Did Moody Bible Institute invent the faith and work movement?

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By Jennifer Woodruff Tait

A month or so ago, I got an email from my doctoral advisor (who has some idea which way my life path has gone) saying that I ought to review a book called The Blessings of Business  by Darren Grem. In conjunction, he said, with Timothy Gloege’s  Guaranteed Pure, a scholarly history of Moody Bible Institute.

The Blessings of Business had, at that point, not been released; but Guaranteed Pure had, and so I dutifully got it from the library and dug in (one is often dutiful to one’s doctoral advisor, even when one got one’s Ph.D. 11 years ago).  It is certainly a fascinating book. Despite being an historian of American religion, I knew little of MBI’s  specific story: Moody’s life, his desire to train evangelists for, and from, the working classes, the generation that took over after Moody and their swing towards respectability and a middle-class constituency, and the centrality of MBI personnel to the publication of The Fundamentals (the pamphlet series, originally conceived of as a popular magazine, that essentially launched fundamentalism.)

But Gloege is interested in a bigger question, the same question that Darren Grem is pursuing in The Blessings of Business: how, in the U.S. in particular, evangelicalism and free-market capitalism came to be so identified with each other. Since this assumption of compatibility characterizes the faith and work movement of which I have come to be a part, I was intensely interested in his argument. (Yes, I know there are Catholics who are into free-market capitalism. I just spent a week at Acton. More posts coming on that topic.)

Those in the faith and work movement who have always been a part of the evangelical subculture underestimate, I think, how much those of us with genuine mainline cred have a sense of great unease at doing anything that seems to favor capitalism. (As I said in my last post, I was there in the 1970s mainline. I can’t help it.) Gloege and Grem seemed to be promising the exposé that my subconscious was secretly expecting. At last I was going to find out if I’d been selling out!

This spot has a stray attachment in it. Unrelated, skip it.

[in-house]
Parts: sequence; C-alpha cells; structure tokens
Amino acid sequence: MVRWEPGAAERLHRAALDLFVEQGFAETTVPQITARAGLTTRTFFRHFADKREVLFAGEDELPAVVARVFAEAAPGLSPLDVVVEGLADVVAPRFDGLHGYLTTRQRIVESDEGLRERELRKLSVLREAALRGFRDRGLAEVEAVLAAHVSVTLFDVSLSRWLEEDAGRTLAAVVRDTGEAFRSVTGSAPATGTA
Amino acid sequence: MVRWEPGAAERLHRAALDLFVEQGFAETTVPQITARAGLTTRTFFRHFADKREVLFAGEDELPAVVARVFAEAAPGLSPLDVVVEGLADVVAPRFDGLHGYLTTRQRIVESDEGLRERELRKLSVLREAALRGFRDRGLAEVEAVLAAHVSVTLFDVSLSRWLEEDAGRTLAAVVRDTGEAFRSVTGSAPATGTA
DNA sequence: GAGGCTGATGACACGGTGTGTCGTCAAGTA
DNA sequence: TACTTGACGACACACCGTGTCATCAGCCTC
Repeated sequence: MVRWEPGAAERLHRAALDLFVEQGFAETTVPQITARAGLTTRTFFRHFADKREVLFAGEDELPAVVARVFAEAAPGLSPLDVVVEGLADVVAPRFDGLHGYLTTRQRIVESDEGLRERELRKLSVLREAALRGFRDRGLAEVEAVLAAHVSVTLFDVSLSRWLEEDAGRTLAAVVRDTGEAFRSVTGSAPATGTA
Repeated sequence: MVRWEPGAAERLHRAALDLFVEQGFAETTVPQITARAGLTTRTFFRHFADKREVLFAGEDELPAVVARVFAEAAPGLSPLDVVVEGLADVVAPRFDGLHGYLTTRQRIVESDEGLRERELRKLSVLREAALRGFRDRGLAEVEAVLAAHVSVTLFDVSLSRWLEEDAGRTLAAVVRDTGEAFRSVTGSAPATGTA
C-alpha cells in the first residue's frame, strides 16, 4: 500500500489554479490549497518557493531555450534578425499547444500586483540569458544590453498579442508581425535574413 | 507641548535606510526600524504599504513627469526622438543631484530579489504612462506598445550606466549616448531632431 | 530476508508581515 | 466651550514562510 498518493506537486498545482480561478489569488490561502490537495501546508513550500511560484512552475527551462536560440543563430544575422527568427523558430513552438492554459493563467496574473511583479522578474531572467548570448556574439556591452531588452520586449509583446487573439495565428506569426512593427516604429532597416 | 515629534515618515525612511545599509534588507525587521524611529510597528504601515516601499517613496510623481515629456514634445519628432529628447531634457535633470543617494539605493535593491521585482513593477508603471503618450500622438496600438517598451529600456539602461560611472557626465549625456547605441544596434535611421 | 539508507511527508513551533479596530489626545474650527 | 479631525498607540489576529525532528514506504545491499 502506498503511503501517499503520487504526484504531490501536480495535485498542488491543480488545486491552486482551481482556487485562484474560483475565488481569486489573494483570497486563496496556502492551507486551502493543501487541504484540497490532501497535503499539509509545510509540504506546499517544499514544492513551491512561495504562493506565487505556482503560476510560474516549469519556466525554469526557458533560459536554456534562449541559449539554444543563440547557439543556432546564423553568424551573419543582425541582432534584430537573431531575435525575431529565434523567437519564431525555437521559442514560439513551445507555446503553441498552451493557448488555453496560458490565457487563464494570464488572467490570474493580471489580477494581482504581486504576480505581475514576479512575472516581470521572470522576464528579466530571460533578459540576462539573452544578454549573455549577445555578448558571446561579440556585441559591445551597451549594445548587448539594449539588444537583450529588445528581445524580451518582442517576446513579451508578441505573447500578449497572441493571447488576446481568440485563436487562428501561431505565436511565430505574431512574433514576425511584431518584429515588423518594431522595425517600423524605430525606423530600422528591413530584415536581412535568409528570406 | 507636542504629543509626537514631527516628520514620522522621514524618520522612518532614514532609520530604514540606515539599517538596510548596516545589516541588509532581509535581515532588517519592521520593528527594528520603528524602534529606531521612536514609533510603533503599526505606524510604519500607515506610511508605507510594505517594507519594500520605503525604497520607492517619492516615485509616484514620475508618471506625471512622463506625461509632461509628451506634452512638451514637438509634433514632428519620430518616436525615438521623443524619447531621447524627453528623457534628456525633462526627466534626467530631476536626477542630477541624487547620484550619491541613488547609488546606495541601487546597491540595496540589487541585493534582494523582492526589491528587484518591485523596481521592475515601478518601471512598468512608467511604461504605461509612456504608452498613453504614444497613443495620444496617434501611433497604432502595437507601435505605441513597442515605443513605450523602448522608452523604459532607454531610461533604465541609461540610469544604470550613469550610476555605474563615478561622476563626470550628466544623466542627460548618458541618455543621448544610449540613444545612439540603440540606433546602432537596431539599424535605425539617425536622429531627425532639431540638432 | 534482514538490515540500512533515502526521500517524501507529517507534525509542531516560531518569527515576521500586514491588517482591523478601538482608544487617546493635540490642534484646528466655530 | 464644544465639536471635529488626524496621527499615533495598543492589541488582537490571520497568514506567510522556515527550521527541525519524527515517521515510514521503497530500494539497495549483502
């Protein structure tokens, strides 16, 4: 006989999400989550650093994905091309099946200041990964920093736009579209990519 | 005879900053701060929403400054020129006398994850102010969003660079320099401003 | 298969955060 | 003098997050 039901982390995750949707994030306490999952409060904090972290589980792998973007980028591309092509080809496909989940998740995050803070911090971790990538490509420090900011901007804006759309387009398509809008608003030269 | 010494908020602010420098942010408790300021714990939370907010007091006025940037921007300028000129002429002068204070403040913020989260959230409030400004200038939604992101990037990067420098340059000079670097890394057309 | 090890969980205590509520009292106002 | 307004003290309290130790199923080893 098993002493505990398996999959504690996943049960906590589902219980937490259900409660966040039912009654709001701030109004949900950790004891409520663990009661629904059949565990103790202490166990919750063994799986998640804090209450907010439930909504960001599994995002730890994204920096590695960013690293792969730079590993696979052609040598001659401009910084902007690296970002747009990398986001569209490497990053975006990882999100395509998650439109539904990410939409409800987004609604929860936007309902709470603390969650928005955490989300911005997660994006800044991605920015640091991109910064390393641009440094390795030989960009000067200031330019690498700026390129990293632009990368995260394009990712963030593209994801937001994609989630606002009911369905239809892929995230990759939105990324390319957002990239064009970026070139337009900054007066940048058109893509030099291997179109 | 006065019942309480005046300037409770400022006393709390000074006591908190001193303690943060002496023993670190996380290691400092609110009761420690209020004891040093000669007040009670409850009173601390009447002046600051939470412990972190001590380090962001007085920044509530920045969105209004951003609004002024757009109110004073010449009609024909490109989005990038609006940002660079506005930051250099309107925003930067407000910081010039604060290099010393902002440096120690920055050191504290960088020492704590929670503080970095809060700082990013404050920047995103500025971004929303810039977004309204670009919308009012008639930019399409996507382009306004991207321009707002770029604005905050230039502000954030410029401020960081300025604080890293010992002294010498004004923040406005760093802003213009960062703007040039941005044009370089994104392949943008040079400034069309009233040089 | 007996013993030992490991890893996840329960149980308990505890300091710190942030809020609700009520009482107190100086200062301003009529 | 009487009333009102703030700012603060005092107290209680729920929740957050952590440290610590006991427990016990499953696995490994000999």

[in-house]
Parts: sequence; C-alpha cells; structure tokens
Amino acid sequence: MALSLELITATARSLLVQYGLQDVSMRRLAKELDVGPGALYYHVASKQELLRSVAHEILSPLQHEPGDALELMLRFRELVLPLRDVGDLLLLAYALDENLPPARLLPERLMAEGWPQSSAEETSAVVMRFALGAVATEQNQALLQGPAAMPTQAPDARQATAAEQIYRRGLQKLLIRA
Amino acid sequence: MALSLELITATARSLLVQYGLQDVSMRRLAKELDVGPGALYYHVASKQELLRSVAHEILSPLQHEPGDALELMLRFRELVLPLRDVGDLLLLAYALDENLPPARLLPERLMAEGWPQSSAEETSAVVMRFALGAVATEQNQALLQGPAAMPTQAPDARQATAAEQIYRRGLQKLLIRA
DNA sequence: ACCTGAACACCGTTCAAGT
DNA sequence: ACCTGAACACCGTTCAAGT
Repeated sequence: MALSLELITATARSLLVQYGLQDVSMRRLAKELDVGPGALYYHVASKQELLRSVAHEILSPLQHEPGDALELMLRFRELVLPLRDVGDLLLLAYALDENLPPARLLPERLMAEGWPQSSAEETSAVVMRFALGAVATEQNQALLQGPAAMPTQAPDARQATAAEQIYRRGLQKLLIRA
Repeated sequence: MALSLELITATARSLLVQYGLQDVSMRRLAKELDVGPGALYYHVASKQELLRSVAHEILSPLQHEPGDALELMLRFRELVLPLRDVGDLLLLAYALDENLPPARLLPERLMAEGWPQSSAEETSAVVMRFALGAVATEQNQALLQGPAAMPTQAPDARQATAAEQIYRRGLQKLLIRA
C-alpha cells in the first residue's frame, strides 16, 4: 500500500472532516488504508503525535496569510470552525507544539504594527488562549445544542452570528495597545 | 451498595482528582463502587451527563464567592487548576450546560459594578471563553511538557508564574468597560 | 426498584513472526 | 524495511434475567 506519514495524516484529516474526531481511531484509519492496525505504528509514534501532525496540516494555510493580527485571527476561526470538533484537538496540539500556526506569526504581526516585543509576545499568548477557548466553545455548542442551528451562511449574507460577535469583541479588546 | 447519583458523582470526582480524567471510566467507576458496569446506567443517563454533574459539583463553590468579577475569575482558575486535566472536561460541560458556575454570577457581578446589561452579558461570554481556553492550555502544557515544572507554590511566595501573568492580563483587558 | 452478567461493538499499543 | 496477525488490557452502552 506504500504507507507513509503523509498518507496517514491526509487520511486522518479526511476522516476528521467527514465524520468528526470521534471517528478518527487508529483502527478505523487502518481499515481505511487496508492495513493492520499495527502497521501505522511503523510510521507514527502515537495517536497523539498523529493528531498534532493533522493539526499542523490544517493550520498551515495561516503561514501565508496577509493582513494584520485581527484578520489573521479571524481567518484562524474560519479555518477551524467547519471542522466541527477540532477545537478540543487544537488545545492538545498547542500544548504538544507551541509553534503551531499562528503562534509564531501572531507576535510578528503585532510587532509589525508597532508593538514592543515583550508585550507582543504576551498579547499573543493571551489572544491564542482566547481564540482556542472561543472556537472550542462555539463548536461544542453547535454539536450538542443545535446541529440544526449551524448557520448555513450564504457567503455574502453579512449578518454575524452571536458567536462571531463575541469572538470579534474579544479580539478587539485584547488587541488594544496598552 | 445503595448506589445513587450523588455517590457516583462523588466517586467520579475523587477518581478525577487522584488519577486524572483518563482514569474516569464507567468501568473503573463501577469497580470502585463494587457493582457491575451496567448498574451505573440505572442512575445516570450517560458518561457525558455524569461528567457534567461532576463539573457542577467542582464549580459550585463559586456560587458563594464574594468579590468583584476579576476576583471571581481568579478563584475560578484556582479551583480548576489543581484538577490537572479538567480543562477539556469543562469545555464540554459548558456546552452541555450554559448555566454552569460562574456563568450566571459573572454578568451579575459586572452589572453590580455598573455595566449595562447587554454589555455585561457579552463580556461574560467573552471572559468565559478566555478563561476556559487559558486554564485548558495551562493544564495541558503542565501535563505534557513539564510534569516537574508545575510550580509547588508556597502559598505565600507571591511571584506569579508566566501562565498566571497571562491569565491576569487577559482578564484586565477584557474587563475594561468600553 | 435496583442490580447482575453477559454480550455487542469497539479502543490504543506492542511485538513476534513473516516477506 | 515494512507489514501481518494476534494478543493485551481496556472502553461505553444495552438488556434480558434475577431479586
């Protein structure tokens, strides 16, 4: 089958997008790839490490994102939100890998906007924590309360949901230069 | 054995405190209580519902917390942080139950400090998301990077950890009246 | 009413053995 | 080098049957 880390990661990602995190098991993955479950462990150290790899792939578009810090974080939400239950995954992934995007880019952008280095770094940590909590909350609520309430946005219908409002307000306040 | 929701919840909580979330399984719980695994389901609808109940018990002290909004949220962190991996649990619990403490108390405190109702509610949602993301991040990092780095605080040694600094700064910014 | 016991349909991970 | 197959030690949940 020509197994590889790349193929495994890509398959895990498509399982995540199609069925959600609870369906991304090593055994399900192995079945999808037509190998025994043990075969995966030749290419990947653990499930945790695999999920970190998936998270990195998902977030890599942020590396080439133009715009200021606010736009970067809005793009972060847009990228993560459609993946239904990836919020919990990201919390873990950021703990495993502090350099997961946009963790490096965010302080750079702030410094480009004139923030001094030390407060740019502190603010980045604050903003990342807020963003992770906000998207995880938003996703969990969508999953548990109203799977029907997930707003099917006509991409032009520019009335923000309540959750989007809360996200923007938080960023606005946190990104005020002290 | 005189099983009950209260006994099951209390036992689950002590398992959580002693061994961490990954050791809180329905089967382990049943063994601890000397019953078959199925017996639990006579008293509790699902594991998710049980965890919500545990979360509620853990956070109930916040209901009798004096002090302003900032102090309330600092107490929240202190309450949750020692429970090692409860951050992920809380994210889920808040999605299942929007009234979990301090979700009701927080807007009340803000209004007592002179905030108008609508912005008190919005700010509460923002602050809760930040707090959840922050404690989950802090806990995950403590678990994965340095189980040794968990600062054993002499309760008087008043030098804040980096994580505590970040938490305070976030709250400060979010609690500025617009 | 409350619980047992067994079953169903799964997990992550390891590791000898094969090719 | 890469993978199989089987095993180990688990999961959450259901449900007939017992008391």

Gloege delivers on the historical count. He ably demonstrates that business methods were central to the story of MBI, both in the free-wheeling era of Moody the former shoe salesman and the corporate era of Henry Parsons Crowell, who joined the board of trustees in 1901, becoming president of the board in 1904 and serving for the next 40 years–still walking to MBI every Tuesday to preside over board meetings at age 89, Gloege tells us.

Gloege demonstrates how what he calls a “corporate evangelical” framework–focusing on individualistic conceptions of self and society and an instrumental approach to knowledge–seamlessly characterized MBI leaders’ theology and their management styles. He notes their continual desire to respond to social problems and labor unrest with a “marketable” Gospel. And he shows how Crowell brought the idea of branding to the forefront of religious matters–making Moody, in effect, into MBI’s brand, a claim eventually strenuously contested by Moody’s children. Branding goes a long way towards explaining many of the turf wars of modern evangelicalism, as Gloege’s epilogue notes.